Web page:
Kitchen fires can get out of control quickly, causing potential injuries and property damage. According to the National Fire Protection Association (NFPA), there are more than 350,000 home fires each year in the U.S. on average, with cooking being the leading cause. As a result, there are more than 11,000 injuries and 2,500 deaths, as well as almost $7 billion in direct property damages.
Here are some fire safety tips you can use to prevent and control kitchen fires in your own home:
1) Keep All Surfaces Clean and Clear
A kitchen fire can start when a flame or heated surface comes in contact with fabrics, debris, or other materials found on your counters.
- Keep all flammable items away from the stovetop (e.g. towels, wooden spoons, paper towels)
- Clean your stovetops regularly, as to remove any spills or debris
- Do not place any items near heated appliances, such as slow cookers, toasters, pressure cookers, toaster ovens, or fryers
2) Do Not Leave Cooking Unattended
According to the U.S. Fire Administration (USFA), 40% of kitchen fires start due to unattended equipment. Whether cooking in a pan or pot, do not leave the kitchen while you are cooking something on a heated surface. Slow cookers, pressure cookers, and other such set-it-and-wait devices aside, most kitchen fires start in confined cooking vessels, such as frying pans. The USFA backs this up by saying that smaller, confined fires make up “91 percent of residential building cooking fires.” The lesson here is to never leave your pan of stir fry, goulash, or scalloped potatoes unattended.
3) Make Sure Your Smoke Alarms Work
The NFPA states that only 43% of smoke detectors are functioning during house fires. Smoke alarms with dead or missing batteries renders them no more than ugly pieces of ceiling art. Make sure to test your fire alarm every month to make sure it’s working properly. Detecting a fire early will help you get it under control before it becomes a safety hazard. Visit the USFA’s smoke alarm resource page for handy infographics on smoke alarm safety.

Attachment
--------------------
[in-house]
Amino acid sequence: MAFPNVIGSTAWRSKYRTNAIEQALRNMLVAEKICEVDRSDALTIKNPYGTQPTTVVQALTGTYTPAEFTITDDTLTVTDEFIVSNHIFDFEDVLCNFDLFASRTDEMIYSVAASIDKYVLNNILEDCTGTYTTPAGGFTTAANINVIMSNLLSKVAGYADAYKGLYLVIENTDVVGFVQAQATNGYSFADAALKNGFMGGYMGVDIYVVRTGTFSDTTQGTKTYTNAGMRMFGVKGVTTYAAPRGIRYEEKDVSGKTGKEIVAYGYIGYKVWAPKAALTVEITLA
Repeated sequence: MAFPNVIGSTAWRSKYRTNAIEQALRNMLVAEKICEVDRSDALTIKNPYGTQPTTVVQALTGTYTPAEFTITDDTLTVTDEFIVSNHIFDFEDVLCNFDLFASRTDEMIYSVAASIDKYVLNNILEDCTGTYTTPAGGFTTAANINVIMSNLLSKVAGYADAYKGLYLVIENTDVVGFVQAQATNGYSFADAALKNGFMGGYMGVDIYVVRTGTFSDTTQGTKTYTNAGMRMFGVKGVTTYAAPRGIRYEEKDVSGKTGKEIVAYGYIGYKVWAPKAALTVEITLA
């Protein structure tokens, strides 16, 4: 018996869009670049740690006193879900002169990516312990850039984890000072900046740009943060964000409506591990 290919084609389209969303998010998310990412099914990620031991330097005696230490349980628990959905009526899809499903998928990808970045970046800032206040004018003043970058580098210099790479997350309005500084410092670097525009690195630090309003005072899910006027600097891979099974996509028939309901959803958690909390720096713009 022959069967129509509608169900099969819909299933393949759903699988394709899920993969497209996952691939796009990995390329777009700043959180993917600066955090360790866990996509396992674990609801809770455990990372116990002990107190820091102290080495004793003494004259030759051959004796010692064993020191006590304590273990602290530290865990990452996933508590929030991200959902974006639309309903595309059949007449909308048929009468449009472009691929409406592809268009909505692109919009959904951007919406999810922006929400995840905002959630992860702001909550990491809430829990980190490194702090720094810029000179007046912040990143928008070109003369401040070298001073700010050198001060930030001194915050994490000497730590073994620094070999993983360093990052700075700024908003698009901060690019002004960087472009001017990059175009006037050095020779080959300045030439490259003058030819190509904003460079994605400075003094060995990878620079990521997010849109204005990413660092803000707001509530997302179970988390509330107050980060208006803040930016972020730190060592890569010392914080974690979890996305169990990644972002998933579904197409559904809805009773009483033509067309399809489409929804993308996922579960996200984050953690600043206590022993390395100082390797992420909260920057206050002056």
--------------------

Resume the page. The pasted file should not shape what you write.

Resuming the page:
4) Wear Proper Attire While Cooking
Long sleeves, jacket strings, and even long hair can burn or otherwise catch fire in certain cooking situations. Be sure to roll up your long sleeves and tie up any hair that may hang too close to a flame or heated surface. However, if you are cooking with oils or something greasy, be sure to wear clothing that covers any areas susceptible to jumping oil droplets.
5) Keep These Fire Safety Items Nearby
Burn injuries are not to be taken lightly. Depending on the degree of the burn, you can suffer from pains and debilitation for years to come. An Ontario personal injury law firm put together a list of items that can help you eliminate fires before they get out of hand, as well as items that you should not use when trying to put out a kitchen fire:
What to Use
- UL Rated 5-B:C fire extinguisher
- A lid for suffocating grease fires
- Baking soda
What NOT to Use
- Water (can make grease fires worse)
- Baking powder or flour
- A wet towel
Learn More About Fire Safety
To learn about more tips about fire safety in and out of the kitchen, check out the Red Cross fire safety equipment guide, along with the NFPA’s easy-to-read fire safety handouts available in many languages.